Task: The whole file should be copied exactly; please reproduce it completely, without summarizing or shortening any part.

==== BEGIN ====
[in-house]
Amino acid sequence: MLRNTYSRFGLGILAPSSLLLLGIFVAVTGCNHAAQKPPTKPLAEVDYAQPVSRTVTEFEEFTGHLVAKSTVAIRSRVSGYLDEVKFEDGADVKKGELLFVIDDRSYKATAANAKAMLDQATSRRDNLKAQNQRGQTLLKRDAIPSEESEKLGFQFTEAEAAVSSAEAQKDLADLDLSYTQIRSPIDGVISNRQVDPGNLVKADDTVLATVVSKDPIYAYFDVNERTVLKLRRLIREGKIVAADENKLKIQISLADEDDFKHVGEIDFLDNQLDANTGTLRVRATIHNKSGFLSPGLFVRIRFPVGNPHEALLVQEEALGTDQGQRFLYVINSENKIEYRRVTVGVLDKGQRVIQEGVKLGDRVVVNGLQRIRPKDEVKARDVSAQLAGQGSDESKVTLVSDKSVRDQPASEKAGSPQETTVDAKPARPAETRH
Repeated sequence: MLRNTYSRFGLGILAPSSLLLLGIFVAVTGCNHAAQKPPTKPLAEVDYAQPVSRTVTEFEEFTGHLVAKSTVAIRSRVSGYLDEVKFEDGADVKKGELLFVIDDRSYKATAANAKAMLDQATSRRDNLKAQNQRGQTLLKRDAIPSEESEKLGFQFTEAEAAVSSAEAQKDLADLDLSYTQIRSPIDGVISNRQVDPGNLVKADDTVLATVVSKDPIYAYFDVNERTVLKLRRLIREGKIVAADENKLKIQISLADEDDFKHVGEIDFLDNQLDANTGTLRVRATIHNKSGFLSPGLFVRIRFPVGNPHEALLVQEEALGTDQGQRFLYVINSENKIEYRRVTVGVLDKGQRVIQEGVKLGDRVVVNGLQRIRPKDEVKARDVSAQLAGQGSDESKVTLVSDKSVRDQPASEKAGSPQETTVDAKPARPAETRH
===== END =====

[in-house]
Amino acid sequence: MLRNTYSRFGLGILAPSSLLLLGIFVAVTGCNHAAQKPPTKPLAEVDYAQPVSRTVTEFEEFTGHLVAKSTVAIRSRVSGYLDEVKFEDGADVKKGELLFVIDDRSYKATAANAKAMLDQATSRRDNLKAQNQRGQTLLKRDAIPSEESEKLGFQFTEAEAAVSSAEAQKDLADLDLSYTQIRSPIDGVISNRQVDPGNLVKADDTVLATVVSKDPIYAYFDVNERTVLKLRRLIREGKIVAADENKLKIQISLADEDDFKHVGEIDFLDNQLDANTGTLRVRATIHNKSGFLSPGLFVRIRFPVGNPHEALLVQEEALGTDQGQRFLYVINSENKIEYRRVTVGVLDKGQRVIQEGVKLGDRVVVNGLQRIRPKDEVKARDVSAQLAGQGSDESKVTLVSDKSVRDQPASEKAGSPQETTVDAKPARPAETRH
Repeated sequence: MLRNTYSRFGLGILAPSSLLLLGIFVAVTGCNHAAQKPPTKPLAEVDYAQPVSRTVTEFEEFTGHLVAKSTVAIRSRVSGYLDEVKFEDGADVKKGELLFVIDDRSYKATAANAKAMLDQATSRRDNLKAQNQRGQTLLKRDAIPSEESEKLGFQFTEAEAAVSSAEAQKDLADLDLSYTQIRSPIDGVISNRQVDPGNLVKADDTVLATVVSKDPIYAYFDVNERTVLKLRRLIREGKIVAADENKLKIQISLADEDDFKHVGEIDFLDNQLDANTGTLRVRATIHNKSGFLSPGLFVRIRFPVGNPHEALLVQEEALGTDQGQRFLYVINSENKIEYRRVTVGVLDKGQRVIQEGVKLGDRVVVNGLQRIRPKDEVKARDVSAQLAGQGSDESKVTLVSDKSVRDQPASEKAGSPQETTVDAKPARPAETRH